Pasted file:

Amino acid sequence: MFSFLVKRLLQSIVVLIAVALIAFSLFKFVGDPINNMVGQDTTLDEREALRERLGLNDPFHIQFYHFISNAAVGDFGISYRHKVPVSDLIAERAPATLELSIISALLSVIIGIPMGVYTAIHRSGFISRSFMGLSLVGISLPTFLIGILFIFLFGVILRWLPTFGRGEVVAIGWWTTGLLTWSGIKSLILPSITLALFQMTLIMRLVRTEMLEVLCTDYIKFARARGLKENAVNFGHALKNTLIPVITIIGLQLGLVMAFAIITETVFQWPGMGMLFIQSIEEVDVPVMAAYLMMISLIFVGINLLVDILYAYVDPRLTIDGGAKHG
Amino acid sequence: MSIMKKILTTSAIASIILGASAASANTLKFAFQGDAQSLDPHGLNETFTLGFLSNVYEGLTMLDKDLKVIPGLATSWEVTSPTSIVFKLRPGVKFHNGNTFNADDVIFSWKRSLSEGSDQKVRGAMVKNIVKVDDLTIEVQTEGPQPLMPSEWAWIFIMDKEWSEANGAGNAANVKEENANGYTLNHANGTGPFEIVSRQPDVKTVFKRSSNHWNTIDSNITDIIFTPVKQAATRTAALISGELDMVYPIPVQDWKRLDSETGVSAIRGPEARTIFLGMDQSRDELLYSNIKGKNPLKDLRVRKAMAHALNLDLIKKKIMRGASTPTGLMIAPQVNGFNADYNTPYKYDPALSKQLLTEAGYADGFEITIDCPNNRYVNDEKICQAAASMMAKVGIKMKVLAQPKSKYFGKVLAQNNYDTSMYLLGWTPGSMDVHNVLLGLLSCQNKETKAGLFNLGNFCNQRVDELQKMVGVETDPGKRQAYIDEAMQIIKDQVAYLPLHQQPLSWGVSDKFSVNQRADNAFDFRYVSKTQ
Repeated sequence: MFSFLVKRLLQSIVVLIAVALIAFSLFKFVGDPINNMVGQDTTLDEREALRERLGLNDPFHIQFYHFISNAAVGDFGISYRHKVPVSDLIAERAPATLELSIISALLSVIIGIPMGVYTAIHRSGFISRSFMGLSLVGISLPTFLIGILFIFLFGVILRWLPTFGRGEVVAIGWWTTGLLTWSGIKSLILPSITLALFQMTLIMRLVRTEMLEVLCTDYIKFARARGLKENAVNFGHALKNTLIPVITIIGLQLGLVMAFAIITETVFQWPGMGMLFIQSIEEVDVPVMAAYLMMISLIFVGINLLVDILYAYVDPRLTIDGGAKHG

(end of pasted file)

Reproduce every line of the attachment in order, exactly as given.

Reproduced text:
Amino acid sequence: MFSFLVKRLLQSIVVLIAVALIAFSLFKFVGDPINNMVGQDTTLDEREALRERLGLNDPFHIQFYHFISNAAVGDFGISYRHKVPVSDLIAERAPATLELSIISALLSVIIGIPMGVYTAIHRSGFISRSFMGLSLVGISLPTFLIGILFIFLFGVILRWLPTFGRGEVVAIGWWTTGLLTWSGIKSLILPSITLALFQMTLIMRLVRTEMLEVLCTDYIKFARARGLKENAVNFGHALKNTLIPVITIIGLQLGLVMAFAIITETVFQWPGMGMLFIQSIEEVDVPVMAAYLMMISLIFVGINLLVDILYAYVDPRLTIDGGAKHG
Amino acid sequence: MSIMKKILTTSAIASIILGASAASANTLKFAFQGDAQSLDPHGLNETFTLGFLSNVYEGLTMLDKDLKVIPGLATSWEVTSPTSIVFKLRPGVKFHNGNTFNADDVIFSWKRSLSEGSDQKVRGAMVKNIVKVDDLTIEVQTEGPQPLMPSEWAWIFIMDKEWSEANGAGNAANVKEENANGYTLNHANGTGPFEIVSRQPDVKTVFKRSSNHWNTIDSNITDIIFTPVKQAATRTAALISGELDMVYPIPVQDWKRLDSETGVSAIRGPEARTIFLGMDQSRDELLYSNIKGKNPLKDLRVRKAMAHALNLDLIKKKIMRGASTPTGLMIAPQVNGFNADYNTPYKYDPALSKQLLTEAGYADGFEITIDCPNNRYVNDEKICQAAASMMAKVGIKMKVLAQPKSKYFGKVLAQNNYDTSMYLLGWTPGSMDVHNVLLGLLSCQNKETKAGLFNLGNFCNQRVDELQKMVGVETDPGKRQAYIDEAMQIIKDQVAYLPLHQQPLSWGVSDKFSVNQRADNAFDFRYVSKTQ
Repeated sequence: MFSFLVKRLLQSIVVLIAVALIAFSLFKFVGDPINNMVGQDTTLDEREALRERLGLNDPFHIQFYHFISNAAVGDFGISYRHKVPVSDLIAERAPATLELSIISALLSVIIGIPMGVYTAIHRSGFISRSFMGLSLVGISLPTFLIGILFIFLFGVILRWLPTFGRGEVVAIGWWTTGLLTWSGIKSLILPSITLALFQMTLIMRLVRTEMLEVLCTDYIKFARARGLKENAVNFGHALKNTLIPVITIIGLQLGLVMAFAIITETVFQWPGMGMLFIQSIEEVDVPVMAAYLMMISLIFVGINLLVDILYAYVDPRLTIDGGAKHG